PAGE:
A few years ago, when the banking industry was undergoing one of its periodic crises, a spate of television documentaries tried to capture the wheeler-dealer atmosphere that had led to so many spectacular bank failures. But explaining Byzantine financial plays to ordinary viewers wasn't easy, as admitted by one obviously frustrated commentator. "Now pay attention," she told the audience, waving a pointer at a spidery diagram, "because this is real complicated."
The seeming complexities of the financial world, which are exaggerated by insiders' jargon, have a lot to do with the public's--and Congress'--boredom with the subject. But as pointed out by Ned Eichler in "The Thrift Debacle," it behooves the taxpayer to pay attention because billions of dollars in tax money are being thrown down a black hole to pay for the ongoing follies of greedy gamblers and inept bank regulators. Financial experts estimate that every taxpayer will be liable for at least $1,000 in the Bush Administration's 10-year, $126-billion bailout of the crippled savings and loan industry, and that's just a starter: Down the road are bailouts for commercial banks that lent a large chunk of their capital to bankrupt Third World countries and a government that has consistently overspent its income.
Although Eichler's account is densely packed with statistics, it is more readable than many books on financial matters because it deals with a single subject, the plight of S&Ls;, or thrifts in bankers' parlance, and his argument is succinct: that the Reagan Administration made a bad situation worse through deregulation and that bank regulators went along with a game in which taxpayers' money in the form of government insurance was used to back unsound and/or illegal loans.
A professor in economic history who has worked closely with the housing industry in California, Eichler has written extensively on house problems and served as a government adviser on the subject. While his book is a relatively balanced account of the thrifts' rise and fall, he obviously feels thwarted by the refusal of government regulators, particularly Richard T. Pratt, to listen to his arguments against deregulation. A brash young finance professor, Pratt was Reagan's first head of the Bank Board, which oversees the S&L; industry, and, in Eichler's opinion, the symbol of an idea that propelled Reagan into the White House--to get the federal government "off people's backs." Regardless of its practical consequences, deregulation became a byword at the White House and the fashion in Congress and academia, especially among supply-siders. But as in other matters, Reagan left implementation to "men ill equipped to handle such a delicate task." When queried as to why he never briefed the President on the severity of the S&L; crisis, reports Eichler, Pratt's successor at the Bank Board said Reagan had no interest in such matters and that it had never occurred to him to talk to the President.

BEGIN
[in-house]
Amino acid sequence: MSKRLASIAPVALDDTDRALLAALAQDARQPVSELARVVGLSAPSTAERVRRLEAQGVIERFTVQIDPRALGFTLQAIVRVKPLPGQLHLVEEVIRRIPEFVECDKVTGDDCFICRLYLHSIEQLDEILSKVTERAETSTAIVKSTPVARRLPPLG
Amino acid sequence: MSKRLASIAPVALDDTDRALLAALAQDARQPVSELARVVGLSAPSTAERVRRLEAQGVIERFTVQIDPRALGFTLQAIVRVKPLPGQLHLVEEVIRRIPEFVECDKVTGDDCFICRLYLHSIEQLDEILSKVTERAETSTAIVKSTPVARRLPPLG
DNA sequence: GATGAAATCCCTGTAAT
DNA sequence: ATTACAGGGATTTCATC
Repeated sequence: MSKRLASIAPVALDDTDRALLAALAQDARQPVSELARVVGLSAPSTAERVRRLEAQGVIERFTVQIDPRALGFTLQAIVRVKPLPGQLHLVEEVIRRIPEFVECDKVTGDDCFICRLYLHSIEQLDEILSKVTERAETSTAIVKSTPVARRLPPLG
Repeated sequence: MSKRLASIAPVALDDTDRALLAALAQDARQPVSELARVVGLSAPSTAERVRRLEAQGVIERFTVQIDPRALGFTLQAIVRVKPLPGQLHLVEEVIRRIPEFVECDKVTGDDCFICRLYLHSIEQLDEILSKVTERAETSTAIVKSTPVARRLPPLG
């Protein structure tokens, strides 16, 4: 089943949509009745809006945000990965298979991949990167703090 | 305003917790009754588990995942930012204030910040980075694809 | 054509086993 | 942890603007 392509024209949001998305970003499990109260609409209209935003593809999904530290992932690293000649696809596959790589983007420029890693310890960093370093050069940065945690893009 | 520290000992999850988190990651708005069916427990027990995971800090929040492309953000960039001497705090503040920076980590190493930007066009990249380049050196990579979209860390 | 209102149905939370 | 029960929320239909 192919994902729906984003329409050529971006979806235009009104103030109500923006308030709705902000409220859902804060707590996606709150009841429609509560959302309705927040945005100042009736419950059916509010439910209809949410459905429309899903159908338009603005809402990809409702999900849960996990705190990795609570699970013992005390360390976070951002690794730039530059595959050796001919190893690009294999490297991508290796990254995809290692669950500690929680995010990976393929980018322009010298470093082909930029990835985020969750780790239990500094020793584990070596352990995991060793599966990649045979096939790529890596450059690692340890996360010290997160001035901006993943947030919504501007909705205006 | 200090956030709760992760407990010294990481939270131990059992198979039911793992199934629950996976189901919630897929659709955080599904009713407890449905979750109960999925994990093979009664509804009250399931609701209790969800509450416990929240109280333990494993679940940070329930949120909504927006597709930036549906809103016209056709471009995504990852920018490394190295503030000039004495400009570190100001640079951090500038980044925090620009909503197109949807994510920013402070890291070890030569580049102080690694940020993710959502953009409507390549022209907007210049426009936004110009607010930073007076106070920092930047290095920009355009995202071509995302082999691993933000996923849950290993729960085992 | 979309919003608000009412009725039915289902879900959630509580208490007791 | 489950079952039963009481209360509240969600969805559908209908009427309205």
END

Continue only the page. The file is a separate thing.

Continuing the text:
Eichler begins his sobering tale with a historical overview of S&Ls;, the function of which was to finance home construction and purchase, primarily single-family residences. Until the Great Depression, such institutions operated with little government interference, but the collapse of thousands of banks forced the Roosevelt Administration to take an active role in the system's revival. Housing construction has traditionally been a weather vane for the economy, and Roosevelt's government rightly viewed the reactivation of the S&L; system as a priority. Medicine was administered through federal loans to prop up the housing market and government insurance to thrifts for deposits of up to $100,000, the latter administered by the Federal Savings and Loan Insurance Corp. (FSLIC).
By 1935 a system had been put in place that would govern the S&L; industry until 1980. Though excluded from the activities of commercial banks and required to invest the majorityof their funds in home loans, the thrifts were able to outbid commercial banks for savings deposits through a government regulation that limited the interest that banks could pay for such deposits. As Eichler observes, "Had banks, whose main job was commercial lending, been able to compete equally for savings or had thrifts been free to make non-real estate loans, less money would have been available for housing."